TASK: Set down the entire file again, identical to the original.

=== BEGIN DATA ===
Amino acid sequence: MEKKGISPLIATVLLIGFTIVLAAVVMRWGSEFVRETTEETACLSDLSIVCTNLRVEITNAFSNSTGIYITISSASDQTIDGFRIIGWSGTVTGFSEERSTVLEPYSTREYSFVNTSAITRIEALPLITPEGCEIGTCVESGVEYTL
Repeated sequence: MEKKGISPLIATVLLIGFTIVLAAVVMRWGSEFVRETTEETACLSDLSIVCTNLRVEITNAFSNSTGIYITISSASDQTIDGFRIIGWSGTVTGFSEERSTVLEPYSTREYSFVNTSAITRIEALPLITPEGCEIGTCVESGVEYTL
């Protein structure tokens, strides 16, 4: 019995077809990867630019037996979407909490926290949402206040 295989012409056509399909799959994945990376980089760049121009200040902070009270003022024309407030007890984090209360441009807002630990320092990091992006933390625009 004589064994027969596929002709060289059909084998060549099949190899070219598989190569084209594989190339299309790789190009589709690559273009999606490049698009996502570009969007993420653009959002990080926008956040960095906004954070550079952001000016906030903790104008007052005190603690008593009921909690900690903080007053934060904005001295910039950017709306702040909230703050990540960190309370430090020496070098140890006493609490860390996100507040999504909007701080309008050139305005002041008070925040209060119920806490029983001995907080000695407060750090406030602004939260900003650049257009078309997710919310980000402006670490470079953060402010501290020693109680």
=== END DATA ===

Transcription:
Amino acid sequence: MEKKGISPLIATVLLIGFTIVLAAVVMRWGSEFVRETTEETACLSDLSIVCTNLRVEITNAFSNSTGIYITISSASDQTIDGFRIIGWSGTVTGFSEERSTVLEPYSTREYSFVNTSAITRIEALPLITPEGCEIGTCVESGVEYTL
Repeated sequence: MEKKGISPLIATVLLIGFTIVLAAVVMRWGSEFVRETTEETACLSDLSIVCTNLRVEITNAFSNSTGIYITISSASDQTIDGFRIIGWSGTVTGFSEERSTVLEPYSTREYSFVNTSAITRIEALPLITPEGCEIGTCVESGVEYTL
């Protein structure tokens, strides 16, 4: 019995077809990867630019037996979407909490926290949402206040 295989012409056509399909799959994945990376980089760049121009200040902070009270003022024309407030007890984090209360441009807002630990320092990091992006933390625009 004589064994027969596929002709060289059909084998060549099949190899070219598989190569084209594989190339299309790789190009589709690559273009999606490049698009996502570009969007993420653009959002990080926008956040960095906004954070550079952001000016906030903790104008007052005190603690008593009921909690900690903080007053934060904005001295910039950017709306702040909230703050990540960190309370430090020496070098140890006493609490860390996100507040999504909007701080309008050139305005002041008070925040209060119920806490029983001995907080000695407060750090406030602004939260900003650049257009078309997710919310980000402006670490470079953060402010501290020693109680």